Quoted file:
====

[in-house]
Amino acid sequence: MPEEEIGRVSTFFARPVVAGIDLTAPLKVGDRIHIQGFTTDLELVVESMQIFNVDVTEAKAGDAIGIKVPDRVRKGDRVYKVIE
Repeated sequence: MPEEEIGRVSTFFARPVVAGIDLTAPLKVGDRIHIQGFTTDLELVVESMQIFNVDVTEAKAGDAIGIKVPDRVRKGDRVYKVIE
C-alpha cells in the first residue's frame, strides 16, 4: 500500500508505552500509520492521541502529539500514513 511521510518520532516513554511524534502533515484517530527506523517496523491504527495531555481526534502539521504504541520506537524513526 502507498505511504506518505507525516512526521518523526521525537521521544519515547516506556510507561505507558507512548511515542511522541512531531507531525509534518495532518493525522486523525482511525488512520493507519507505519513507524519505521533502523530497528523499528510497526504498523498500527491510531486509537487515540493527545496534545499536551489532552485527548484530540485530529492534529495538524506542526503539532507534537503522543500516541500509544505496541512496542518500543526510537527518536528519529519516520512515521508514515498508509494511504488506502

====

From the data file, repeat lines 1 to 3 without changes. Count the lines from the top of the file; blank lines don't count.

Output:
[in-house]
Amino acid sequence: MPEEEIGRVSTFFARPVVAGIDLTAPLKVGDRIHIQGFTTDLELVVESMQIFNVDVTEAKAGDAIGIKVPDRVRKGDRVYKVIE
Repeated sequence: MPEEEIGRVSTFFARPVVAGIDLTAPLKVGDRIHIQGFTTDLELVVESMQIFNVDVTEAKAGDAIGIKVPDRVRKGDRVYKVIE